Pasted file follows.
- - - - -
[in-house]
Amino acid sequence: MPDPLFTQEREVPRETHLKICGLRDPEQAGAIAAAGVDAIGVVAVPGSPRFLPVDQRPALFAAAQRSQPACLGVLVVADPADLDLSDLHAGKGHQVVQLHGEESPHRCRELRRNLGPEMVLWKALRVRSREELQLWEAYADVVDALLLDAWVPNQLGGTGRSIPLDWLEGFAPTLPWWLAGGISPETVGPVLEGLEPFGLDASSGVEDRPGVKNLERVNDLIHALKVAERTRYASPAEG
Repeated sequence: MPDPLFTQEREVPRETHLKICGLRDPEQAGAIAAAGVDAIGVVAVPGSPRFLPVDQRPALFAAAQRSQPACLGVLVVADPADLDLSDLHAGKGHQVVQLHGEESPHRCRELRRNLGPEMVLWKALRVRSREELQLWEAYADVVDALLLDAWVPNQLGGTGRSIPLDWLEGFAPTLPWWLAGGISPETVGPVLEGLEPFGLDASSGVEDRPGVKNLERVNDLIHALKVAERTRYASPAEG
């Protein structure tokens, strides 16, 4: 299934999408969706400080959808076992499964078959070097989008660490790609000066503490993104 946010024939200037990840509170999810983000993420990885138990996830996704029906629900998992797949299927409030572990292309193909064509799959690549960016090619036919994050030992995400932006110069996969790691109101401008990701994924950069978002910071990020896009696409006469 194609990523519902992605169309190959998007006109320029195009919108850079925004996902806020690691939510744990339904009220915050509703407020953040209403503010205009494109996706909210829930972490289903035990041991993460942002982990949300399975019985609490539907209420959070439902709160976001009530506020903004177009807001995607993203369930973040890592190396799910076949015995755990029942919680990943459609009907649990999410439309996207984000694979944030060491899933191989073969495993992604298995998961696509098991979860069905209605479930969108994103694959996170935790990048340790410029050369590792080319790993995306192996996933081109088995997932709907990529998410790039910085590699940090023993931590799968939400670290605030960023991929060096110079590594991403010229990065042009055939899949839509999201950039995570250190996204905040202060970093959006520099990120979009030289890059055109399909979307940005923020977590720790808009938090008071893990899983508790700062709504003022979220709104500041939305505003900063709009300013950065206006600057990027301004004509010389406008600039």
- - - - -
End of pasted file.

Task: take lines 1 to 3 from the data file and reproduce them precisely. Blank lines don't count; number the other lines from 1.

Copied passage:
[in-house]
Amino acid sequence: MPDPLFTQEREVPRETHLKICGLRDPEQAGAIAAAGVDAIGVVAVPGSPRFLPVDQRPALFAAAQRSQPACLGVLVVADPADLDLSDLHAGKGHQVVQLHGEESPHRCRELRRNLGPEMVLWKALRVRSREELQLWEAYADVVDALLLDAWVPNQLGGTGRSIPLDWLEGFAPTLPWWLAGGISPETVGPVLEGLEPFGLDASSGVEDRPGVKNLERVNDLIHALKVAERTRYASPAEG
Repeated sequence: MPDPLFTQEREVPRETHLKICGLRDPEQAGAIAAAGVDAIGVVAVPGSPRFLPVDQRPALFAAAQRSQPACLGVLVVADPADLDLSDLHAGKGHQVVQLHGEESPHRCRELRRNLGPEMVLWKALRVRSREELQLWEAYADVVDALLLDAWVPNQLGGTGRSIPLDWLEGFAPTLPWWLAGGISPETVGPVLEGLEPFGLDASSGVEDRPGVKNLERVNDLIHALKVAERTRYASPAEG